How Is Climate Change Affecting Cashmere?
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How Is Climate Change Affecting Cashmere?

Rising temperatures are rupturing nomadic Mongolian herding traditions

For centuries, crafting cashmere has been a way of life for Mongolian goat herders. But now rising temperatures are throwing ancient rhythms of this culture and landscape into an uncertain future. To find out more, C&TH headed to Johnston’s of Elgin‘s vertical mill in Scotland to see how it’s working with the herders to conserve this ancient way of life. 

How Is Climate Change Affecting Cashmere?

It’s minus 35 degrees as night falls in Mongolia. Snow drapes the mountains as sheep and goats nestle together to stay warm amid the freezing conditions. But whether these temperatures can remain stable is uncertain. ‘We are already seeing that Mongolia is already 1.8 degrees Celsius above what the worldwide target is for global warming,’ Simon Cotton, CEO of Johnston’s of Elgin tells us whilst showing the brand’s method of production at its vertical mill in Elgin, Scotland.

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Hair for cashmere is sourced from the neck and under the belly of the goat, which is adapted for -35 degree winters in Mongolia. Image: Getty.

Just below two degrees presents challenges to the land. ‘The farmers are seeing a degradation of the grassland [on which the goats feed], that’s coupled with overgrazing problems,’ Cotton adds. Previously, nomadic herding was the standard way to raise their flock; herders took care of goats on their own and moved across the country four or five times a year.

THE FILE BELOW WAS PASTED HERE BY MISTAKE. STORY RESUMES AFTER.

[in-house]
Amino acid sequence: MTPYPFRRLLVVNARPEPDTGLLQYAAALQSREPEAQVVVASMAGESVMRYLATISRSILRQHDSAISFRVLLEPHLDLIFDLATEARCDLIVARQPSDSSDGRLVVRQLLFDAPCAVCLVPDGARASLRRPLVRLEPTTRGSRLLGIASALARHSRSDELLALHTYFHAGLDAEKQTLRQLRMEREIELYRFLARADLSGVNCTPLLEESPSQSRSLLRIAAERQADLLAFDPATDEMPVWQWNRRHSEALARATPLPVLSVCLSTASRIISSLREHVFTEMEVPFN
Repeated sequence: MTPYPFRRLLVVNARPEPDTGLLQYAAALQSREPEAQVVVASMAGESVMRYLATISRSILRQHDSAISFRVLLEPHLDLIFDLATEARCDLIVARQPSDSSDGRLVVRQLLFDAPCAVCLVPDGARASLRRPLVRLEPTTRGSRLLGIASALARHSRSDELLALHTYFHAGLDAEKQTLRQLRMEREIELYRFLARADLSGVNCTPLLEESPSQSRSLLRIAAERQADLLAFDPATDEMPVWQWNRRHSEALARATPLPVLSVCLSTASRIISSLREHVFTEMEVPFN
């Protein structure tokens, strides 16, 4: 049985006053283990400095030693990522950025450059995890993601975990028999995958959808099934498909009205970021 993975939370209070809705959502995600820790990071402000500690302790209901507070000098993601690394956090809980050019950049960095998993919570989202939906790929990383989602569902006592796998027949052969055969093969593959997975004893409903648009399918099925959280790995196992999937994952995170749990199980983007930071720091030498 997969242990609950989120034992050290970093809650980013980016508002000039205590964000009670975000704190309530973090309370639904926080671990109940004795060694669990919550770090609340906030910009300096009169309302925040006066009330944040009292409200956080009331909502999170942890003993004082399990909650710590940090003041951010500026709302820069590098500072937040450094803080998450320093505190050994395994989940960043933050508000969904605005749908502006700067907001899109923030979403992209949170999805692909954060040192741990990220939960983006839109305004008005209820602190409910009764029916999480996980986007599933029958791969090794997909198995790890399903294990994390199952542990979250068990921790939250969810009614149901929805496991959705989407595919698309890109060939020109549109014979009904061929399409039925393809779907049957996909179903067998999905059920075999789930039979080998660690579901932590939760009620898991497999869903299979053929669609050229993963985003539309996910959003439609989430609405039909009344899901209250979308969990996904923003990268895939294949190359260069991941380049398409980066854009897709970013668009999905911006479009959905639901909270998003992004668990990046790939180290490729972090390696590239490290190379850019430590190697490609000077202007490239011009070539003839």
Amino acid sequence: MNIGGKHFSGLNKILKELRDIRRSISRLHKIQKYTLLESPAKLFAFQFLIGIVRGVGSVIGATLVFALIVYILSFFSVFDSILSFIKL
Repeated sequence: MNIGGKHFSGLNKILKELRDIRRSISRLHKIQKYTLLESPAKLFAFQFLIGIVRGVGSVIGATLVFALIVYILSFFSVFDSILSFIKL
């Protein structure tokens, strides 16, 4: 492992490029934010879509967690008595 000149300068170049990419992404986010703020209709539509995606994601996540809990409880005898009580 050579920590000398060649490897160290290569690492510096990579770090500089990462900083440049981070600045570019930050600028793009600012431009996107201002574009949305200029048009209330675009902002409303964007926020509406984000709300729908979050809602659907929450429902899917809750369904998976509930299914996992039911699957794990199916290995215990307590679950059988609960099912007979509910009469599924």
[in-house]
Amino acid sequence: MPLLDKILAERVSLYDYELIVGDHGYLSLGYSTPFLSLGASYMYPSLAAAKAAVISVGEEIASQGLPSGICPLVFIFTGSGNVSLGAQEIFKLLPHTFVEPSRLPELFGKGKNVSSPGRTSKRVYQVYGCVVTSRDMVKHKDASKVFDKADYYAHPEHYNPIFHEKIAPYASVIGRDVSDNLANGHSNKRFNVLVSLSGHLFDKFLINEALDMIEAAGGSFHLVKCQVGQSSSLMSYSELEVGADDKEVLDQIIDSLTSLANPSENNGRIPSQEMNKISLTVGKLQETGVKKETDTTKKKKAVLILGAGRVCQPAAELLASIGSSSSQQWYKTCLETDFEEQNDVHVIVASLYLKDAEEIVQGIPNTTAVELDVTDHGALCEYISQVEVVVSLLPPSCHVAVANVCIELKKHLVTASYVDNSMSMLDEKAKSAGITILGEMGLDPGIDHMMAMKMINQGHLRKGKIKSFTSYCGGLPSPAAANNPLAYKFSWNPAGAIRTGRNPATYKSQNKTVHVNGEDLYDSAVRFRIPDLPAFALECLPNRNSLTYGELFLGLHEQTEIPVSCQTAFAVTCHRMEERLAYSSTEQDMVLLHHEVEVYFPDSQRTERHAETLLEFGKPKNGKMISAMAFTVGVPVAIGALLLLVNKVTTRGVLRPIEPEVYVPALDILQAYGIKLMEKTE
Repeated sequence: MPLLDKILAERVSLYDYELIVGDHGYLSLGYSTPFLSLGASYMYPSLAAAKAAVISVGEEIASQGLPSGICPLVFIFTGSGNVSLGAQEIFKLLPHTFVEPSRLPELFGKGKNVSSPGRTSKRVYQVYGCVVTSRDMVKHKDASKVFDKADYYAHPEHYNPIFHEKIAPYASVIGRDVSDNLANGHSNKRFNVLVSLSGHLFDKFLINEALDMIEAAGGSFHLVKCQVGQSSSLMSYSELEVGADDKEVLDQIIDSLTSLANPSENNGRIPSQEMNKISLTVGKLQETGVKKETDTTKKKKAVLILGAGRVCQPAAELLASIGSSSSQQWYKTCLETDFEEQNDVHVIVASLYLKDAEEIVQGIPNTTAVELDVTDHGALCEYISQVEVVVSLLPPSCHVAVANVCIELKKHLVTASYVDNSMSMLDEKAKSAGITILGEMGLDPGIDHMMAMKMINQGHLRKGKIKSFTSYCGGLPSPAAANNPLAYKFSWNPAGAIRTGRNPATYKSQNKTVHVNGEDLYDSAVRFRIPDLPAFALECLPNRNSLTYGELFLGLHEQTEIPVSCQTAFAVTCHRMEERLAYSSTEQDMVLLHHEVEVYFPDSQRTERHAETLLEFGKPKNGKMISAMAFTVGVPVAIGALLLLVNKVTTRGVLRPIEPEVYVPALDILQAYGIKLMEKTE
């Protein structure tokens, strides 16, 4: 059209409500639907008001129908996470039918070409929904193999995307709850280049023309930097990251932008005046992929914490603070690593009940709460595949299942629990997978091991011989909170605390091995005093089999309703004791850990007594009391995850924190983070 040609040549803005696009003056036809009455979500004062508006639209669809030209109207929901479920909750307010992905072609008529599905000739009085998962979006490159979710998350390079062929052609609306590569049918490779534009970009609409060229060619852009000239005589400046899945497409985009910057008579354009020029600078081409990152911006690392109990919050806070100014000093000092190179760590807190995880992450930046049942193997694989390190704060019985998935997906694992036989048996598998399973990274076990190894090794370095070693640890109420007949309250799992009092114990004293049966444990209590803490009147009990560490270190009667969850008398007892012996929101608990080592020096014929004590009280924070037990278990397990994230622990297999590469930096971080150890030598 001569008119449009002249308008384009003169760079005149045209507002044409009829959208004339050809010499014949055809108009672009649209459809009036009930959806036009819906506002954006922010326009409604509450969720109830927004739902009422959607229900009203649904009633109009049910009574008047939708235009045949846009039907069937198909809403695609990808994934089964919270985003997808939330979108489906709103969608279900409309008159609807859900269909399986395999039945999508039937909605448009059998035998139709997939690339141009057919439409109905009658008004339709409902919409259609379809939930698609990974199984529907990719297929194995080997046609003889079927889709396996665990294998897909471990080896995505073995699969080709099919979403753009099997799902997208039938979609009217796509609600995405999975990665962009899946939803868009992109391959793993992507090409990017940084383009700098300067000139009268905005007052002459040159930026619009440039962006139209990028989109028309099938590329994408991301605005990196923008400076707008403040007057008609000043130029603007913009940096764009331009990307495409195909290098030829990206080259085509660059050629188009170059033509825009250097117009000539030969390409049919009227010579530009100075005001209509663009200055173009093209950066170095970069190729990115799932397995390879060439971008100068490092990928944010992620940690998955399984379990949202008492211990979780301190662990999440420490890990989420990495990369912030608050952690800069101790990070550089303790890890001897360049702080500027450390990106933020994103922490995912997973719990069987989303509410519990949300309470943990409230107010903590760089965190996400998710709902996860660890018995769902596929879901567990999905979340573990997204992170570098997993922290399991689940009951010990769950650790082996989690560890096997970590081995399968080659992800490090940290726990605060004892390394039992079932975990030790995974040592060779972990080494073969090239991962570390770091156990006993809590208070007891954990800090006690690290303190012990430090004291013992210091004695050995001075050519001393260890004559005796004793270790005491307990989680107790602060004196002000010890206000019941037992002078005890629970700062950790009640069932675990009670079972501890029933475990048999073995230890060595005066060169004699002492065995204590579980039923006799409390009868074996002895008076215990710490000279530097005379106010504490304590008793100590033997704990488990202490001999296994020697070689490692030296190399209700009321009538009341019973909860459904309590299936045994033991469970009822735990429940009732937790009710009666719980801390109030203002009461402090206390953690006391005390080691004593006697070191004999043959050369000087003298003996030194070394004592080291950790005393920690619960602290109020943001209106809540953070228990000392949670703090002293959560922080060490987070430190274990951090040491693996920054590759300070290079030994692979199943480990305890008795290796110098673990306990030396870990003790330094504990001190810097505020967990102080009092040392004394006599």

Johnston's of Elgin

Johnston’s of Elgin’s vertical mill in Scotland

Now the climate is casting new rituals. With its impact on the land, herders now work collaboratively and agree to not use the grassland in the spring because of this novel scarcity. Goats and sheep didn’t always mix too: it’s another way to maximise the use of the grassland during the winter.

Johnston's of Elgin

The expression ‘on tenterhooks’ originates from the wool-cashmere milling process where a literal hook that fastens cloth to a frame to avoid shrinkage.

So, what’s the solution? As one of the founding members of Sustainable Fibre Alliance (SFA), Johnston’s of Elgin works with Mongolian goat-herders, focusing on restoring the grassland and securing the herders’ livelihoods. ‘It was really important that we weren’t doing it in a way where it’s not western companies coming and saying ‘you should do this’, because these herders have been doing this for hundreds of years and they know best,’ Simon Cotton adds.

Education is also key. Johnston’s of Elgin teamed up with the SFA to set up the Sustainable Pasture Management course in 2019. Called ‘Haraacai’ (the Mongolian word for swallow), the course teaches sustainable herding methods to nomadic herders’ children, which merges teaching the effects of climate change with the traditional skills passed down through generations of the centuries-old nomadic culture. A total of 432 students graduated in the first year.

Johnston's of Elgin

Teasels (similar to a thistle plant) are used in the finishing process to give a distinctive ripple finish to woven cashmere at Johnston’s of Elgin.

Johnston’s of Elgin has been family-run for over 224 years, which throws the problem of climate change into a whole new light. ‘It’s very different from chief executives coming in and out, it’s a commitment to Jenny Urquhart [a fourth-generation Chairman of Johnston’s] and her kids; it then becomes very real and very serious.’

The situation in Mongolia matches the brand’s sustainability efforts back at the mill. All of the mill’s electricity is produced by wind and solar power, and it’s managed to reduce its carbon footprint by 53% from 2016 to 2020 – so much so that this year the brand scooped up The Queen’s Award for Enterprise for their work on sustainability. Johnston’s have used natural, renewable and biodegradable fibres since 1797, but the brand is keen to point out that they are still on a journey towards carbon neutrality.

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Images: Courtesy of Johnston’s of Elgin


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